Five hunger-striking political activists were convicted on Sunday of insulting the leaders of the United Arab Emirates and sentenced to between two and three years in jail.

The five-month-long trial of the activists has been seen as a gauge of how the Gulf state, the world's No. 3 oil exporter, with no tradition of organised political protest, responds to hints of political dissidence in the aftermath of the Arab Spring uprisings.

Ahmed Mansoor, a communications engineer and poet, was the main defendant, accused of running a website that gave the other defendants a venue to express anti-government views. He was jailed for three years.

The website included insults that diminished the standing of His Highness the president and His Highness the vice president, the state prosecutor said in October when he presented his case, without specifying the insults.

The other four - Nasser bin Ghaith, Fahad Salim Dalk, Hassan Ali al-Khamis and Ahmed Abdul Khaleq - were sentenced to two years in prison.

The court also ordered the closure of the website. The five, who were arrested in April for urging public protest and disrupting public order, had been on trial since June.

The five have been on hunger strike for almost two weeks, lawyers and relatives said.

Their health is deteriorating and they lost a lot of weight, Mohammed al-Roken, one of two lawyers defending the five activists, told reporters. But I don't know if they will continue or not.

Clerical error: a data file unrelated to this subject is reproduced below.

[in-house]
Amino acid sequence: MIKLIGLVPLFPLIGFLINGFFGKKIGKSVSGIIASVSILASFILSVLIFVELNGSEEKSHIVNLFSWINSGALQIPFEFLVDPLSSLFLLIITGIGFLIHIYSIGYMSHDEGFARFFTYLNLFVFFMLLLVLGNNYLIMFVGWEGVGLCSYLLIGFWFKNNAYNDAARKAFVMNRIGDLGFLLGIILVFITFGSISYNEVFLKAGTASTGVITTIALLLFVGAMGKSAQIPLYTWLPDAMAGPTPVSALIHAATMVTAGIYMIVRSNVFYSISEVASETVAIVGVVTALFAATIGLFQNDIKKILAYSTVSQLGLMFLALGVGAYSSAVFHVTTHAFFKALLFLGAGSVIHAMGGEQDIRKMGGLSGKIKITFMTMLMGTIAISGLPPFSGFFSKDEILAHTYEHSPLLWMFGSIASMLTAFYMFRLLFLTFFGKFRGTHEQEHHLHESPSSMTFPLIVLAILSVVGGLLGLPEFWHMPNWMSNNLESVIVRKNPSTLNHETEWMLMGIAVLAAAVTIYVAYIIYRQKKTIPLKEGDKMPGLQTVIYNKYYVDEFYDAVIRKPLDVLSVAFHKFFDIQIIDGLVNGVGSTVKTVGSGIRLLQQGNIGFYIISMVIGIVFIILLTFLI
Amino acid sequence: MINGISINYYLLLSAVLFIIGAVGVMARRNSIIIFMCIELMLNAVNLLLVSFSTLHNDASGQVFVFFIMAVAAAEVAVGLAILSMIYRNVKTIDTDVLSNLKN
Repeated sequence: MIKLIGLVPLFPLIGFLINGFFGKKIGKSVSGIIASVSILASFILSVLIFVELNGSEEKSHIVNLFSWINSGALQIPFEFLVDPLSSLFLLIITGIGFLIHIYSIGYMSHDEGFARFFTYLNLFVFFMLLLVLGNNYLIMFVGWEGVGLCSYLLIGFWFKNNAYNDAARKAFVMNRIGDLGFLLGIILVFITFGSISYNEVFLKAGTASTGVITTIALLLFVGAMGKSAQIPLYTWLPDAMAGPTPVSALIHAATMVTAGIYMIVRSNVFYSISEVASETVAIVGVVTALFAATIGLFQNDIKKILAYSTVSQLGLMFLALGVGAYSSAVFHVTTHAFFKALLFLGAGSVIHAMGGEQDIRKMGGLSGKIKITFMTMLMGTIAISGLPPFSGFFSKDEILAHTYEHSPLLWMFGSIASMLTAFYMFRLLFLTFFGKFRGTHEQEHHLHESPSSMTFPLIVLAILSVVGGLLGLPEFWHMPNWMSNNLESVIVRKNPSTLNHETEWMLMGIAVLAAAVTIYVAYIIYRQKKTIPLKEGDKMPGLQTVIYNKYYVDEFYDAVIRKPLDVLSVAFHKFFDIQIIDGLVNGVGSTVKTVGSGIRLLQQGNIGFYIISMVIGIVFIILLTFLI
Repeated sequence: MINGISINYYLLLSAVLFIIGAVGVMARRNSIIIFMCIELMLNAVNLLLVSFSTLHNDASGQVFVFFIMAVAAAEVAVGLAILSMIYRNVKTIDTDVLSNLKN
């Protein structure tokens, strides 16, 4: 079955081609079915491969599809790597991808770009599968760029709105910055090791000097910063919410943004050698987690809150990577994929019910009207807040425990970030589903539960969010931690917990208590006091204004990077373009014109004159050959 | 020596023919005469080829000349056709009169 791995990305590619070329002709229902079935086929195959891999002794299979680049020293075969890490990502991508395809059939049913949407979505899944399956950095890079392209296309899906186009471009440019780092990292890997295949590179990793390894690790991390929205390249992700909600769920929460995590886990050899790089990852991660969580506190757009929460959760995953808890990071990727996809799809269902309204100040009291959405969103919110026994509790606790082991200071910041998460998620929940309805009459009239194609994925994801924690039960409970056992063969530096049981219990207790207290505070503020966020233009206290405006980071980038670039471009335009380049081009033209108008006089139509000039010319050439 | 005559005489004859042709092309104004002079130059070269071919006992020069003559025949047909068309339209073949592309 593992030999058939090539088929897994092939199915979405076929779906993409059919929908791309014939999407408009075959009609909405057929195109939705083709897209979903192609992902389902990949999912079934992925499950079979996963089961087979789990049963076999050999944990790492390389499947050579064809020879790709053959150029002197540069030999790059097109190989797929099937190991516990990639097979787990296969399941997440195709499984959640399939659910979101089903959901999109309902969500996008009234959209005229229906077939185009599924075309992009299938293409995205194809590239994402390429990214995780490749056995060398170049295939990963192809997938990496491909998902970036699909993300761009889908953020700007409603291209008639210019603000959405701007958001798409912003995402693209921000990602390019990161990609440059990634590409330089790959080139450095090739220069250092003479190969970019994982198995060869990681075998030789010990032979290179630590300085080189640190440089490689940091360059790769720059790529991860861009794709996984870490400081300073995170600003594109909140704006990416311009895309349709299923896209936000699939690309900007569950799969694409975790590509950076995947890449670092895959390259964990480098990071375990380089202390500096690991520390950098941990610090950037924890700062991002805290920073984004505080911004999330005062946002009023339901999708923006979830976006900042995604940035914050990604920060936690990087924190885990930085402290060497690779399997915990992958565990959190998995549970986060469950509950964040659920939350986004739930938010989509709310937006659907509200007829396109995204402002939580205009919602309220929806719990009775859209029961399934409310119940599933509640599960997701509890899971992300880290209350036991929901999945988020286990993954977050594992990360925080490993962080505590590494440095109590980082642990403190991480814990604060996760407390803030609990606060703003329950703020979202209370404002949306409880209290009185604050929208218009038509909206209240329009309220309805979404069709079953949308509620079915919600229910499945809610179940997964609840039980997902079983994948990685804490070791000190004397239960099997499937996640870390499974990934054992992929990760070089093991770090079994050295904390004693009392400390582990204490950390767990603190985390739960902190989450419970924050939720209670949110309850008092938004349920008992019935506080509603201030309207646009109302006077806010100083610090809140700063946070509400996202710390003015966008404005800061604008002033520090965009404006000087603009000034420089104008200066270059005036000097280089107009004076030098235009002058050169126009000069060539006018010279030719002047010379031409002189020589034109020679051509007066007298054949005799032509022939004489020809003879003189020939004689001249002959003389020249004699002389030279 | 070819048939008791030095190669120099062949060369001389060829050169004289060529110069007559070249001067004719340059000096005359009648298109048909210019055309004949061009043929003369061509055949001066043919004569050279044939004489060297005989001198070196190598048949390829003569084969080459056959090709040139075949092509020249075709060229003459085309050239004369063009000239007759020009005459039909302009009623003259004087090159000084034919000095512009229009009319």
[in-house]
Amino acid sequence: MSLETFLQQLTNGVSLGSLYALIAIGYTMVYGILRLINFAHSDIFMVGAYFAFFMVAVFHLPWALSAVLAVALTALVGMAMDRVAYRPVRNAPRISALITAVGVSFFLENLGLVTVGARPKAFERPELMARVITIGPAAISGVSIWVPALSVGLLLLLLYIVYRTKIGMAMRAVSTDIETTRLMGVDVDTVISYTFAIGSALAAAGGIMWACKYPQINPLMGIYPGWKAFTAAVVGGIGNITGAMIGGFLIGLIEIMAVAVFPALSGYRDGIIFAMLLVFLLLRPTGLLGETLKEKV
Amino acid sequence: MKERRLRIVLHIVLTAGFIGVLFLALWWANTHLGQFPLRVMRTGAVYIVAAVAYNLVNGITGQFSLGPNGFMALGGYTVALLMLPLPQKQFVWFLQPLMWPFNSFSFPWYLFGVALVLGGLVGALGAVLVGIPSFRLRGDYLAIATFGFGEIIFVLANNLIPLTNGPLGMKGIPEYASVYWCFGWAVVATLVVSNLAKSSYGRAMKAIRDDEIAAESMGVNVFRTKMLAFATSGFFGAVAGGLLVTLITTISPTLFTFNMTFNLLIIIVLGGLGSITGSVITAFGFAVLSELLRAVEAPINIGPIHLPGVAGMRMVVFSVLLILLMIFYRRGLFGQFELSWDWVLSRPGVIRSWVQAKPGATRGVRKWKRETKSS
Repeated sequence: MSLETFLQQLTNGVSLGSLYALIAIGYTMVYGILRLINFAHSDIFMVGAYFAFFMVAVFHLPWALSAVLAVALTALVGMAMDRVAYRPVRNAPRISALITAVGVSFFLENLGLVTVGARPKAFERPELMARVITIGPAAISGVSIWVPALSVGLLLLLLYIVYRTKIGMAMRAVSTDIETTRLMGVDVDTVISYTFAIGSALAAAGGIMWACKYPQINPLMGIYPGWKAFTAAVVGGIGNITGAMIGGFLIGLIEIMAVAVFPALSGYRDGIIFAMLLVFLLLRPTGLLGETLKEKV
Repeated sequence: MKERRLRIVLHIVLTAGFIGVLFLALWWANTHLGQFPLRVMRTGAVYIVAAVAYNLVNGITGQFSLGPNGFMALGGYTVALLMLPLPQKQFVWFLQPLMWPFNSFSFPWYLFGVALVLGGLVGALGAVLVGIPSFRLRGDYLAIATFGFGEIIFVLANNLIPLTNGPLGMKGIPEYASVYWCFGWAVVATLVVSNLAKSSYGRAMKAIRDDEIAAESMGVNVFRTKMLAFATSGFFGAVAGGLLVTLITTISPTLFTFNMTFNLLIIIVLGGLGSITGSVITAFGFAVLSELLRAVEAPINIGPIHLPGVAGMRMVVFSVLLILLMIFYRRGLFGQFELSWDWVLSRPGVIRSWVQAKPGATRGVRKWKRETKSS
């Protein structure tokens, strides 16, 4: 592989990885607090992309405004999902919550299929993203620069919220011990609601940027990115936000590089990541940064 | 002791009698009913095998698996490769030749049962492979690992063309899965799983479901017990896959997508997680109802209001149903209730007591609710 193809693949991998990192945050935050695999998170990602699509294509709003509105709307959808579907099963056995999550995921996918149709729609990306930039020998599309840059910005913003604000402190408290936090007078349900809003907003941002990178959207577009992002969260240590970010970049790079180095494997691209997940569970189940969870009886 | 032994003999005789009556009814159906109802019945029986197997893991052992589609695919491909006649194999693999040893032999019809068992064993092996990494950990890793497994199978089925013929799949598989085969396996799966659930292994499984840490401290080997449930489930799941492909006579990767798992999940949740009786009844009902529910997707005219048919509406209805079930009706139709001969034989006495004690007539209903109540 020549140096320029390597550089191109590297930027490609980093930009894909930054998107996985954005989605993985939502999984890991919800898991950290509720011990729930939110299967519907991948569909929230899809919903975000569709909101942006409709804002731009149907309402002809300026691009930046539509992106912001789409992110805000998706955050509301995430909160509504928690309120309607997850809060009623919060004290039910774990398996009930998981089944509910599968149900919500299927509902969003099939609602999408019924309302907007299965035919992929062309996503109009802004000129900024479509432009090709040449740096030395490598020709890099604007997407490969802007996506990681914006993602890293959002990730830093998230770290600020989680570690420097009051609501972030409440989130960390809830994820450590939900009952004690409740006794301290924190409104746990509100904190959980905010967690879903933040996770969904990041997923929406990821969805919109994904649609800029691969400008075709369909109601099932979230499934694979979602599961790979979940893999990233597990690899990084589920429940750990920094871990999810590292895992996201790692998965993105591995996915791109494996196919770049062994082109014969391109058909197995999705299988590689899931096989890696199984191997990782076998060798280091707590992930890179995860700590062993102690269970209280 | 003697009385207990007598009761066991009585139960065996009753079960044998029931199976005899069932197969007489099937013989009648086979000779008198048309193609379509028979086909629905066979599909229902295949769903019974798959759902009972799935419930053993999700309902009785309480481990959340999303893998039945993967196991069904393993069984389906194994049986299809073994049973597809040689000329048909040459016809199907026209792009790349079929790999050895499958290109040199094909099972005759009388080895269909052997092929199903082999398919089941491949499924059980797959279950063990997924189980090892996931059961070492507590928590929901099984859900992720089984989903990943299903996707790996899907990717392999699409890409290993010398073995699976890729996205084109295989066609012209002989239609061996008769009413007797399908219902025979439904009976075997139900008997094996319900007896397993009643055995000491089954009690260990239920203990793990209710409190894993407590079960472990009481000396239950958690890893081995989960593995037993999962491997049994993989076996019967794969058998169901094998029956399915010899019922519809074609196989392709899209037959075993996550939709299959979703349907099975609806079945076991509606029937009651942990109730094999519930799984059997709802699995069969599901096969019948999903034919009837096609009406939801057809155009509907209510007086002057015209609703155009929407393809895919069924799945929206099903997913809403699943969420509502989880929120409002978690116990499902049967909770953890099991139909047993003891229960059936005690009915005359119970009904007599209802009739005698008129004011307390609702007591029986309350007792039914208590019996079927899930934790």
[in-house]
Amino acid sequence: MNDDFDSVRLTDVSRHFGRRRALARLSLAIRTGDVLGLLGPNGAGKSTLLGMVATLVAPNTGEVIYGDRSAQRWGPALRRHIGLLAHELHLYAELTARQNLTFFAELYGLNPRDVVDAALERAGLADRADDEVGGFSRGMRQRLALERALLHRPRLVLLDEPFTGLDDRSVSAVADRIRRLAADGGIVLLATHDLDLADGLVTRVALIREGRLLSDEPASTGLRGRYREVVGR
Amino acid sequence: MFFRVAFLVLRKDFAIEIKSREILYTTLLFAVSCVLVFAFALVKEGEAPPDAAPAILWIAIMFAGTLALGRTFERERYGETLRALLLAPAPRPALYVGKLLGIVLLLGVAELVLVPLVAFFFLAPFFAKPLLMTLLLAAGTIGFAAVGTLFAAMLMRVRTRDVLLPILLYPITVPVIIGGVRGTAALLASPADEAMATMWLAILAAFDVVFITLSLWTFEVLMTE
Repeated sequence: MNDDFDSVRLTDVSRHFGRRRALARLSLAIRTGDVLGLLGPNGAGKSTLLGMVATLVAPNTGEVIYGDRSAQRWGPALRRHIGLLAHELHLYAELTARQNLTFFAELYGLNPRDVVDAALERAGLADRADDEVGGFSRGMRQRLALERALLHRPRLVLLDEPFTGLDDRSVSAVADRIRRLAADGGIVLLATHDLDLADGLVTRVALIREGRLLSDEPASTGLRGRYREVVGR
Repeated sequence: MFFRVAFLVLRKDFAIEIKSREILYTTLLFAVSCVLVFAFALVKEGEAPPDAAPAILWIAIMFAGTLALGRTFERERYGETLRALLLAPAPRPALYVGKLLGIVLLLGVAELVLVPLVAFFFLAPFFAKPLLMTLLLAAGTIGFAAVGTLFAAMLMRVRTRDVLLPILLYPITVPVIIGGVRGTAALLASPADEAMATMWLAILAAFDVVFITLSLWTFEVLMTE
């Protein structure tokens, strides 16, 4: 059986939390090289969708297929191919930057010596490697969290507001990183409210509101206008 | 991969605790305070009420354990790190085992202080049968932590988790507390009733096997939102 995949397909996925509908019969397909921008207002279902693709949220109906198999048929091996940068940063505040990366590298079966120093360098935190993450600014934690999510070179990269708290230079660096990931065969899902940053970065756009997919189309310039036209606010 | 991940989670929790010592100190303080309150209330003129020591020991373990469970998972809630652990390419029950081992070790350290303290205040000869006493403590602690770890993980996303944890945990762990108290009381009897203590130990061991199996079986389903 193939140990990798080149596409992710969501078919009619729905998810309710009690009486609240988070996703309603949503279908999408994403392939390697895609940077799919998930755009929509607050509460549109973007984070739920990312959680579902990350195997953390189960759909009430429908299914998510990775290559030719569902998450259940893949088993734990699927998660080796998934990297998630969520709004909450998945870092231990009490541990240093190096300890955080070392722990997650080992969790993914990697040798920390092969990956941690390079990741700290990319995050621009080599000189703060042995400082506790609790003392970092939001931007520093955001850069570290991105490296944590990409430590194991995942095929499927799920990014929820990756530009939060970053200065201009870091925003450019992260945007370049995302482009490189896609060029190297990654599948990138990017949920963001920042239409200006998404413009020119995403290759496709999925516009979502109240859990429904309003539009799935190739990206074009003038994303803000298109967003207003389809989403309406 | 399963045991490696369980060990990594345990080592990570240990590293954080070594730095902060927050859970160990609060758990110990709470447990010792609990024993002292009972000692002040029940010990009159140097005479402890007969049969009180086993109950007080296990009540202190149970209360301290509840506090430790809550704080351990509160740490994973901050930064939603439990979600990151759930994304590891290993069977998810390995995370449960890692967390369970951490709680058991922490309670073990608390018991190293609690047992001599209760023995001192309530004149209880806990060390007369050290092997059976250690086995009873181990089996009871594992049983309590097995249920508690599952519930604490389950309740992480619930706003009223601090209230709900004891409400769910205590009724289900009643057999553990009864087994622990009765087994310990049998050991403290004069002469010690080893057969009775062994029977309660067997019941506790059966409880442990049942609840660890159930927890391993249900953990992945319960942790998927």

The UAE has seen none of the public protests that have swept Arab countries over the last 10 months, thanks in part to cradle-to-grave benefits bestowed on its citizens.

One of the defendants had written an essay describing that approach as buying off citizens to avoid political reform.

Prosecutors also said in October one of the activists published a petition urging a boycott of elections in September for half of a 40-seat consultative council. Prosecutors said they had evidence the defendants incited citizens to breach public order and stage demonstrations against the state.


Three rights groups, including Human Rights Watch (HRW), accused the UAE government last week of failing to investigate what they described as a campaign of death threats, slander and intimidation against the five.

We expected an unfair verdict considering that the trial itself is not fair. We're not surprised but disappointed, Samer Muscati, a researcher with HRW, told Reuters.

In a park near the court building, dozens of Emiratis gathered in support of the government. Some wore scarves embroidered with images of the rulers, including the President.

The country is made up of seven emirates, including regional commercial hub Dubai and oil-exporting Abu Dhabi, that have been ruled for decades by dynasties that hand power from father to son or brother to brother.

We renew our allegiance, loyalty and love to our leaders and denounce...Ahmed Mansour and his associates, Hamad al-Ahbabi, a tribal chief from the oasis city of Al Ain, told the crowd of mostly older men.

Khalifa al-Nuaimi, a cousin of Bin Ghaith's wife, and one of those who attended the trial, said he had hoped the five would be acquitted.

Presented evidence indicated they were innocent, he said.

(Writing by Mahmoud Habboush and Amran Abocar; Editing by Sophie Hares)